Responding to an Urgent Question from Green Party MP Caroline Lucas, on the treatment of Parliamentary staff, Commons Leader Andrea Leadsom today announced she wants a full probe into claims that Commons Speaker John Bercow and others had mistreated the ‘clerks’ who work in Westminster. As Bercow looked on, Ms Leadsome said that the allegations were “of huge concern” and that she would recommend a “short” inquiry, expected to get underway next Monday.
Bercow was accused on BBC’s Newsnight of having allegedly shouted at and undermined Kate Emms, his former private secretary, who quit her post claiming to be suffering from post-traumatic stress disorder.
Tory MP James Duddridge accusing Bercow of trying to “suppress” allegations against him and questioned whether it was “appropriate” for him to chair the session. He asked; “Is it appropriate for Mr speaker to remain in his place when there are allegations against him which he is trying to suppress using taxpayer’s money through sending out letters through Speaker’s Counsel [warning Newsnight of possible legal action]?′
Ms Leadsom avoided answering the question, stressing that “we must stamp out bullying wherever we see it”, and saying that all staff and MPs should have the same the same protection and be held to the same standards.
Earlier in the day, Tory MP Andrew Bridgen told broadcasters: “The only way to deal with a bully is to stand up to him or her. It is why I am now calling here and now for John Bercow to stand down as Speaker. When he (Bercow) stood for election as Speaker in 2009, he told MPs that he would serve no more than nine years, that means he should hand over to a new Speaker this summer.”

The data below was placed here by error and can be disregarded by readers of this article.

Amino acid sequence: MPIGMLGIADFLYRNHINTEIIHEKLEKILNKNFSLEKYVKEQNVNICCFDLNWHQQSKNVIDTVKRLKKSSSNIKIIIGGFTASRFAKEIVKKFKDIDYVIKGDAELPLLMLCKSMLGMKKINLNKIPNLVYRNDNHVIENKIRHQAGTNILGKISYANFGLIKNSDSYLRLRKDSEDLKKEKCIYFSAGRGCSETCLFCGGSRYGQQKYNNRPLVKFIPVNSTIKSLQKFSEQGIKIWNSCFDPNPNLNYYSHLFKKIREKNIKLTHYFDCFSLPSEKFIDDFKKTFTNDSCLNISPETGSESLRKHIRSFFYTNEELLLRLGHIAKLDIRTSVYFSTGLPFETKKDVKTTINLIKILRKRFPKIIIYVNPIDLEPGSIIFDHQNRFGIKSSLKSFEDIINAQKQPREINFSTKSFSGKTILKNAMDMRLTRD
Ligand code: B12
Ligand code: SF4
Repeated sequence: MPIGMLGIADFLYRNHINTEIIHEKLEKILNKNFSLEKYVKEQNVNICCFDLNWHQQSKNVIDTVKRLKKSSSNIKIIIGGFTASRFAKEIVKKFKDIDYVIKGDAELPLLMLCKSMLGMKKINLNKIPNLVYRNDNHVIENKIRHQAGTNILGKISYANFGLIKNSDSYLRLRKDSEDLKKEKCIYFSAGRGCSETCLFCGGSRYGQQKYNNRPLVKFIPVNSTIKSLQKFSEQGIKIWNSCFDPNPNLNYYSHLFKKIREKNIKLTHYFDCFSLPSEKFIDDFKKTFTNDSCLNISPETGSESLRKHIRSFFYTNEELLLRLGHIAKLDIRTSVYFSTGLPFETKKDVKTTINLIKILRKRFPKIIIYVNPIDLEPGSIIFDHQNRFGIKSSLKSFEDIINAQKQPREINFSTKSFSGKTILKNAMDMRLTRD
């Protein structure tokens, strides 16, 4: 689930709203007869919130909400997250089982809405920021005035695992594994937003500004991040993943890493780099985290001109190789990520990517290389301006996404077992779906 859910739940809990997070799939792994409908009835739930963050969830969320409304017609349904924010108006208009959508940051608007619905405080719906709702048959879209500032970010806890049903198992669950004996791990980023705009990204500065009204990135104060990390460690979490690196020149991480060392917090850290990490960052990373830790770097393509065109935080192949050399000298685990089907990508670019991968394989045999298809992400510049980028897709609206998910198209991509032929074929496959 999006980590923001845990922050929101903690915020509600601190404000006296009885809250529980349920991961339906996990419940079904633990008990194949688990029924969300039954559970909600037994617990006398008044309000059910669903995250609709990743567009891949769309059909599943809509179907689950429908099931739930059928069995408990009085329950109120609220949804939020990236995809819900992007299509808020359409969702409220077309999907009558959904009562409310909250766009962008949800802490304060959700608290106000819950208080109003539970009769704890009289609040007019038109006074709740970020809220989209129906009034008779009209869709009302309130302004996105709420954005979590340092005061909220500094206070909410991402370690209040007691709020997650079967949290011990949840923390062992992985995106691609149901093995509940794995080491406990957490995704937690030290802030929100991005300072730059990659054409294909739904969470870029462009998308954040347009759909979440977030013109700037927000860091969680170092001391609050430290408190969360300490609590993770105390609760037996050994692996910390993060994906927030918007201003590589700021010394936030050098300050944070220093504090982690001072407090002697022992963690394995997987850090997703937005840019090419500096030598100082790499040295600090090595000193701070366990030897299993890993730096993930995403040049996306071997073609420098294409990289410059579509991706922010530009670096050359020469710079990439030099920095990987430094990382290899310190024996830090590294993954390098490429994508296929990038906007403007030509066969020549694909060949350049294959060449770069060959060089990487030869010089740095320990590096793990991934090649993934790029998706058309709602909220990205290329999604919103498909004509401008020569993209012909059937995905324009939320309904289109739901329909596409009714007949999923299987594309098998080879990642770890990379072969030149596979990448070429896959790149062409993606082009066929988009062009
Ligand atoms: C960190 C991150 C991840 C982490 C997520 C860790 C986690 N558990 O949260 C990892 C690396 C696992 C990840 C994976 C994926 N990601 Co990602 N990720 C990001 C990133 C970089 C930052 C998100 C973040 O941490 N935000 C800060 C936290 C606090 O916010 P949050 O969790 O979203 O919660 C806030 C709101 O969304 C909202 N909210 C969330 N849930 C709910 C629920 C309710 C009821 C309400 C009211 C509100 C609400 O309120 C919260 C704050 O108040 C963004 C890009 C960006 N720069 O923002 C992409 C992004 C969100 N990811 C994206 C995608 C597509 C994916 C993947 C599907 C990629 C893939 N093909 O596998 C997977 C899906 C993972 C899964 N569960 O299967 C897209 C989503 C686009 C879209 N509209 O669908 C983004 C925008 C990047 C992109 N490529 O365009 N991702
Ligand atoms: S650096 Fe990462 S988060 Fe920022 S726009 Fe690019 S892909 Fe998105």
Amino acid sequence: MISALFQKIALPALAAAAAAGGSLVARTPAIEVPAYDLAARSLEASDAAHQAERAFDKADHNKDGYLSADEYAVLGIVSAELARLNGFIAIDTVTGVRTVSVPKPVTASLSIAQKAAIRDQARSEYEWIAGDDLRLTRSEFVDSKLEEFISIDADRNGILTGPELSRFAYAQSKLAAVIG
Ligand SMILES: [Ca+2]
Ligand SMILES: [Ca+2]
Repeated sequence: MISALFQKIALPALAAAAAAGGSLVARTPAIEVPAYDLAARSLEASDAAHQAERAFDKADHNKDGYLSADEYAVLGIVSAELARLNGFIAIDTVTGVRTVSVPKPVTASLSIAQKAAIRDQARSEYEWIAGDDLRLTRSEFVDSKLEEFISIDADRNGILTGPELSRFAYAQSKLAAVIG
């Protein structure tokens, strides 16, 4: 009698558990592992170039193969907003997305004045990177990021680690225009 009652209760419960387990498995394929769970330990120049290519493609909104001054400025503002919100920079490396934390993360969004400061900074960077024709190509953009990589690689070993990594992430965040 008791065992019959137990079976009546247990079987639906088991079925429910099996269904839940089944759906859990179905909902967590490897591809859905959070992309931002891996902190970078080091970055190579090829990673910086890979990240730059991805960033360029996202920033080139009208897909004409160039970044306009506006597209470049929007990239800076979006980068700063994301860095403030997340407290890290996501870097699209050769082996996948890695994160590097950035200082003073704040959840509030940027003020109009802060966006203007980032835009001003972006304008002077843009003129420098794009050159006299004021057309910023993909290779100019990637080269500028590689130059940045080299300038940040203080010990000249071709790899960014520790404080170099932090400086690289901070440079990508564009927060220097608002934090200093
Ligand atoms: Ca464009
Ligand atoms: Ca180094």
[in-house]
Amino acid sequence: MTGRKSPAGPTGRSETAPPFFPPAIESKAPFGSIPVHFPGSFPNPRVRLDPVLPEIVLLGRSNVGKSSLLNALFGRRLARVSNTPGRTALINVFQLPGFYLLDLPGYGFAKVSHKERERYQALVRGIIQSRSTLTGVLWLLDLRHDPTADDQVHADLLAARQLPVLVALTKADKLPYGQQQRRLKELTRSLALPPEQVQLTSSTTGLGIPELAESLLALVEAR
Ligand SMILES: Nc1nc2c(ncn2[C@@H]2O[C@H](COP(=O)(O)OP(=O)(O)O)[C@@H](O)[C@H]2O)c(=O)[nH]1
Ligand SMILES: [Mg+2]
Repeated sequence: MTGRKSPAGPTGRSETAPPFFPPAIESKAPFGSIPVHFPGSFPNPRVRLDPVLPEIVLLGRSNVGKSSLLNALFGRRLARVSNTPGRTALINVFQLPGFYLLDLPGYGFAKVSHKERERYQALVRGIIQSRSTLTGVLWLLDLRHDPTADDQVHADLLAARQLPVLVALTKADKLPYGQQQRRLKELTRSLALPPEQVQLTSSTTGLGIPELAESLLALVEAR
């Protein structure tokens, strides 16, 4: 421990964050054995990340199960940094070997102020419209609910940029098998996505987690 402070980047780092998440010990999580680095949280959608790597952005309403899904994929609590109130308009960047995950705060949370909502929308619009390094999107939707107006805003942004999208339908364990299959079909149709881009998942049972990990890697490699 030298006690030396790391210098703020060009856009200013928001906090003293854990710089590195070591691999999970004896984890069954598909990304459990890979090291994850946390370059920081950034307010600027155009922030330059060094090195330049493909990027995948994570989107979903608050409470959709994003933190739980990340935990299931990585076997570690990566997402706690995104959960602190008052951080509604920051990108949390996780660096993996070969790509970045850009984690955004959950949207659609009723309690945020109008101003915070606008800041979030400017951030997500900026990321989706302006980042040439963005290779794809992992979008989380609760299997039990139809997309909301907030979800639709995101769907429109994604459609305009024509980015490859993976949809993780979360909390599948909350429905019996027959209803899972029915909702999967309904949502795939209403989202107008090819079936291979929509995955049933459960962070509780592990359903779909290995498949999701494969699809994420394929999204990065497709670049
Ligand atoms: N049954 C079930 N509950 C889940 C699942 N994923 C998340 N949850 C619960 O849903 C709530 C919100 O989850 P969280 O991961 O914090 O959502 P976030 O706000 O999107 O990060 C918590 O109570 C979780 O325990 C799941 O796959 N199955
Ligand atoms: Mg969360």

Leadsom added that the new inquiry should hear from “current and former” House staff members about their experiences and whether all Commons staff – not just those who work directly for MPs – should now have access to the same independent complaints system.
Sex harassment and bullying allegations swept through Westminster last year, and allegations against Speaker Bercow come hot on the heels of allegations raised by the LabourToo movement, weighing Westminster and its political parties down with even more allegations of abuse and bullying.
The Speaker’s spokesperson said last week: “The Speaker completely and utterly refutes the allegation that he behaved in such a manner, either eight years ago, or at any other time. Any suggestion to the contrary is simply untrue.”
Earlier threats of a motion of no confidence in the Speaker, a highly unusual proposal, were dropped after a lack of cross-party backing, with several MPs insisting that ‘due process’ and ‘natural justice’ should be afford those accused of bullying, and Labour’s Barry Sheerman warning of the danger of a ‘new kind of political McCarthyism’.
But Leadsom insisted that while it was important to ensure fairness for those complained against, “the [Commons] working group [on harassment and bullying] put the complainant at the heart of the procedure”.